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Governmental relations, how institutions of higher education interact with appointed and elected governmental officials, has not been well defined or widely researched. This is especially the case at community colleges. Today, community colleges enroll half of all students in the United States in higher education and have become the largest sector of higher education in Texas. The need for community colleges to understand and to influence policy and funding decisions through governmental relations has intensified as Texas has faced pressure on state revenue as a result of two economic recessions over the past decade.
To understand how Texas community colleges structure and organize the function of governmental relations (GR) this study focused on five community colleges in the state of Texas. This research utilized a qualitative, multiple case methods strategy by interviewing leaders at five community colleges regarding the structure and organization of the governmental relations. The interviews were conducted with the college CEOs, other senior administrators, and governing board members at the five institutions.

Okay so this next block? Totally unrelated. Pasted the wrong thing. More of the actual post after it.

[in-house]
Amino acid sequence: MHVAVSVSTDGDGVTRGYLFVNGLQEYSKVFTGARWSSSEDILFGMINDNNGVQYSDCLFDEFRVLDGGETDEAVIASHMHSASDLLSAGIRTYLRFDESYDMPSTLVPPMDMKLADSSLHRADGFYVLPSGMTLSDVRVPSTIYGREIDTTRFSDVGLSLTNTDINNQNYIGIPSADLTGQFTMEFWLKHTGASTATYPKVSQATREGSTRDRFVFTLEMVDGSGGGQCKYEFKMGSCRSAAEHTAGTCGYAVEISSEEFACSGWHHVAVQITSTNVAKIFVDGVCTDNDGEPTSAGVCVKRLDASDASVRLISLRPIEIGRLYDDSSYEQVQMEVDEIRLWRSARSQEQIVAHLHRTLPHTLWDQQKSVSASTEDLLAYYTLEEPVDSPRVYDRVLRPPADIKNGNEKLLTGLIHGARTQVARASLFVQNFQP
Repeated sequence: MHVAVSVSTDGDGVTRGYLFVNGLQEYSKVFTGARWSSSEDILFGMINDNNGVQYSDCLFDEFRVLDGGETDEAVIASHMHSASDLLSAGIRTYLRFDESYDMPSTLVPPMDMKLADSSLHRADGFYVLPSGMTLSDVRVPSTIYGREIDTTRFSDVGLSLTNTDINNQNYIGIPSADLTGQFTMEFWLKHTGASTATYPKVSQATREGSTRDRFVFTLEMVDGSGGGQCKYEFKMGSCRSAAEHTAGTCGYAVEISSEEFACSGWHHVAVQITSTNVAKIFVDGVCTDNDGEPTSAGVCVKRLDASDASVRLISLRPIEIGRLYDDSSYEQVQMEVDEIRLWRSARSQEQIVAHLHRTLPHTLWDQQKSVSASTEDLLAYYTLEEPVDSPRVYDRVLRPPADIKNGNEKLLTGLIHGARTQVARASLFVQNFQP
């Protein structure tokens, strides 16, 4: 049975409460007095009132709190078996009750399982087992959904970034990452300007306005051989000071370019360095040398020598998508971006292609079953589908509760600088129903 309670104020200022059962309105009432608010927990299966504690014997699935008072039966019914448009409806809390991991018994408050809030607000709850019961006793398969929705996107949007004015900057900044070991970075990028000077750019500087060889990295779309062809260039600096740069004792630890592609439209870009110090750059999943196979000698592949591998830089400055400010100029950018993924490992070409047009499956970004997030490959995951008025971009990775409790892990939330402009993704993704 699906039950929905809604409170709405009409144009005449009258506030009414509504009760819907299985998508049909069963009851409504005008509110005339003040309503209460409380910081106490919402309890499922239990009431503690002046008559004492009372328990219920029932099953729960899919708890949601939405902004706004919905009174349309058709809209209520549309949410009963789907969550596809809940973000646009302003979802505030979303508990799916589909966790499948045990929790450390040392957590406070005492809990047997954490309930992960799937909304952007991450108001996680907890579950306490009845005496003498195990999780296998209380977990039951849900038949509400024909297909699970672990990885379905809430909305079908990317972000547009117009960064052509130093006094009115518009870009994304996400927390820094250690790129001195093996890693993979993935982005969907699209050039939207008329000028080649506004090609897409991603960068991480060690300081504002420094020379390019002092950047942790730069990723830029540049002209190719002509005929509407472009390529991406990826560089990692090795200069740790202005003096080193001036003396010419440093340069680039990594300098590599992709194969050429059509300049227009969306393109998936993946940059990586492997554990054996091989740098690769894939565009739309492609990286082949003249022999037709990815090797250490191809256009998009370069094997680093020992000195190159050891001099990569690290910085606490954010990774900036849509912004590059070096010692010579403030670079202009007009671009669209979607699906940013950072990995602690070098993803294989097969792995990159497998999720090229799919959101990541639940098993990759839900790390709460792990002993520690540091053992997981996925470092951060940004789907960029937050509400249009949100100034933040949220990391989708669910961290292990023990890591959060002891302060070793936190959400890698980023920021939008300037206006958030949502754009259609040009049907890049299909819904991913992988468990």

This study demonstrated that responsibility for GR at community colleges rests with the institution’s CEO. A key finding of this study centers on differences in how colleges structure the governmental relations function based on institutional enrollment size. The researcher found three common themes: (1) the college CEO has ultimate responsibility for governmental relations, (2) the colleges structure their governmental relations efforts as a conduit of inputs/outputs between the institution and the external policy environment, and (3) the essential functional role of GR is to cultivate and maintain relationships with external political systems. Future research across a broader range of community college leaders and institutions is needed to reinforce the findings of this study.
Adviser: Brent Cejda